Some disturbing news about unemployment: The Madera-Chowchilla metropolitan area has the 10th-highest jobless rate in the nation. Here are the nine cities worse than we are:
No. 9, Stockton, 14.5 percent; No. 8, Visalia-Porterville, 14.7 percent; No. 7, Hanford-Corcoran, 14.8 percent; No. 6, Fresno, 14.9 percent; No. 5, Modesto, 15.6 percent; No. 4, Merced, 17.3 percent; No. 3, Yuba City, 17.9 percent; No. 2, El Centro, 26.8 percent; and No. 1, Yuma, Ariz., 28.9 percent.
Now, let’s take a look at the 10 metropolitan areas with the lowest unemployment: No. 10, Portsmouth, N.H., 4.1 percent; No. 9, Ames, Iowa, 3.9 percent; No. 8, Midland, Texas, 3.8 percent; No. 7, Sioux Falls, S.D., 3.8 percent; No. 6, Grand Forks, N.D., 3.7 percent; No. 5, Iowa City, Iowa, 3.6 percent; No. 4, Burlington, Vt., 3.5 percent; No. 3, Lincoln, Neb., 3-4 percent; No. 2, Fargo, N.D., 3.0 percent; No. 1, Bismarck, N.D., 2.5 percent.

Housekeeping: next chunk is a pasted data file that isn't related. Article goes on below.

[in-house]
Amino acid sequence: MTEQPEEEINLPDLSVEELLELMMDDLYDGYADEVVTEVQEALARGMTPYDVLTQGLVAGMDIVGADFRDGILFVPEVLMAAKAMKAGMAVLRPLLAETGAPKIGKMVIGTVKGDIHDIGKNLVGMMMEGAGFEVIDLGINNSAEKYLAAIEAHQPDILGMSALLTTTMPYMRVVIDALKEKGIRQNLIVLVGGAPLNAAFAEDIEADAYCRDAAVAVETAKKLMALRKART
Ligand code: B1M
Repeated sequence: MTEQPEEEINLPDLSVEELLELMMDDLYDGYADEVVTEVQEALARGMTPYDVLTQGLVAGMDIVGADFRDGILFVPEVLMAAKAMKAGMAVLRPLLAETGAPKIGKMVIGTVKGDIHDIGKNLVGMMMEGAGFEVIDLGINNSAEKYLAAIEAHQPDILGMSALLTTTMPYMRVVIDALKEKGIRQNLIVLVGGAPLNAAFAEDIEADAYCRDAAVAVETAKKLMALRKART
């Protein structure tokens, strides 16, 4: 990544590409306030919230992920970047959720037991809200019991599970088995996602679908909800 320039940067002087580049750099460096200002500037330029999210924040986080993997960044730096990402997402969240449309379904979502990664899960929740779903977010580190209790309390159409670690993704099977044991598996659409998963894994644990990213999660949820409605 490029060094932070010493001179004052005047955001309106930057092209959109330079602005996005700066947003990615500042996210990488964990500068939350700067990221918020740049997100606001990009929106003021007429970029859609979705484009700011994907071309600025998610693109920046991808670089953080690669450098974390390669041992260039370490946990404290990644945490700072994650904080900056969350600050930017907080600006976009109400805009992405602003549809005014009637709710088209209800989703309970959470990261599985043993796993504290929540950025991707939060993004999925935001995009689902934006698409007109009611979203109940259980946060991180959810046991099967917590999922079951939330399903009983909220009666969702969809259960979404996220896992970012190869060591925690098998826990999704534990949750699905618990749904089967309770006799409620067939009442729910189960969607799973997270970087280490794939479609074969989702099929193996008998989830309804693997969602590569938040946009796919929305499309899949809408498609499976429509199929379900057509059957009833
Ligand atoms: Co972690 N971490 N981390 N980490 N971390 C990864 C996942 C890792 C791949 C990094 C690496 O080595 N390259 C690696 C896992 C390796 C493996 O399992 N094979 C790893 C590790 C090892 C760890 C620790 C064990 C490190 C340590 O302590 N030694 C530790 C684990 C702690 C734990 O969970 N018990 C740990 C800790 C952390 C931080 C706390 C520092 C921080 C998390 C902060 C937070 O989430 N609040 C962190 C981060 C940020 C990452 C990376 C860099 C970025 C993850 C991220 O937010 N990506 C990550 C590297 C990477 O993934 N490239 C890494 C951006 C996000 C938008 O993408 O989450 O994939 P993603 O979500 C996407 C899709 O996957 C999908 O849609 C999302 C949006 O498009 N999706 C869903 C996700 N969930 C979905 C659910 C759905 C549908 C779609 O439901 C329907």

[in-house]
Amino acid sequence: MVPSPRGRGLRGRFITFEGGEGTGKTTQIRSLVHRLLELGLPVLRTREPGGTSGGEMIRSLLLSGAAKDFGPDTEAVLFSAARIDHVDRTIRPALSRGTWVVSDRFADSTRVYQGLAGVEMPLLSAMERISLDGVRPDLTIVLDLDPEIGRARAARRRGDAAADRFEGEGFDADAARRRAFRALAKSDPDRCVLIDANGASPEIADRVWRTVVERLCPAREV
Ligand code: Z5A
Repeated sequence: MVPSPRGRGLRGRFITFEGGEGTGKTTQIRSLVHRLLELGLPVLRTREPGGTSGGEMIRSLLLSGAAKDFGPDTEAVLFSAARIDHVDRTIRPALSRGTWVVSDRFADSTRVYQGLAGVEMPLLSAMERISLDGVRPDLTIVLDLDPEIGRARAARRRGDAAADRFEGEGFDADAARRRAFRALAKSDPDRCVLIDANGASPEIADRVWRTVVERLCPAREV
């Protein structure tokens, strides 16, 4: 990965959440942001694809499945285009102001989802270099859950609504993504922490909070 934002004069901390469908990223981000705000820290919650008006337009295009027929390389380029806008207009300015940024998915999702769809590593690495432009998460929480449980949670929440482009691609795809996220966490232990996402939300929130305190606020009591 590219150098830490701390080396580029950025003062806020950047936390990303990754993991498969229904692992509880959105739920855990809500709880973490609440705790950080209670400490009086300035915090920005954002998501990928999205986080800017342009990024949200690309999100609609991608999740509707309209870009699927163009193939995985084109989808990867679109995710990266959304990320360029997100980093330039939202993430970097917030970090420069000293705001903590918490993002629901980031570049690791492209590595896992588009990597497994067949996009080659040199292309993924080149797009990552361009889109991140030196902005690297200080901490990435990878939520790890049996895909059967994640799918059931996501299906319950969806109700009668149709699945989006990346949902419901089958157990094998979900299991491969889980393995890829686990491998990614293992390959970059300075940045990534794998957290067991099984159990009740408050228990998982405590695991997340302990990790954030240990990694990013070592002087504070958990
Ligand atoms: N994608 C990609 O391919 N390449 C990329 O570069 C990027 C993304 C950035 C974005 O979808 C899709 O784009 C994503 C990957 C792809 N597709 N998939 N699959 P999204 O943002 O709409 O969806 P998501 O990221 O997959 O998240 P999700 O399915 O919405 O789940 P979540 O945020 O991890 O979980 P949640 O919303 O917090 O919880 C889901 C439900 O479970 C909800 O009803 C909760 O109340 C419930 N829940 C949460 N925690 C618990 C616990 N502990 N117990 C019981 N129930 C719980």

What do the high-unemployment cities have in common? They all are in central or southern California agricultural areas, or they border them, as in Yuma’s case.
What about those with low unemployment rates? Most of them are in the Midwest, and are homes to medical centers, colleges and high-tech businesses. Portsmouth and Burlington, the only two low-unemployment cities not in the Midwest, are both smaller than Madera.
Cities with low unemployment have citizens with relatively high educational achievement.
Cities with high unemployment have relatively low educational achievement.
Cities with low unemployment have diversified economies.
Cities with high unemployment are less diversified and heavily dependent on agriculture for employment.
In its Madera 2025 Vision plan, the City Council set forth steps to move Madera toward more employment. These statistics tell us how really necessary keeping to that plan is.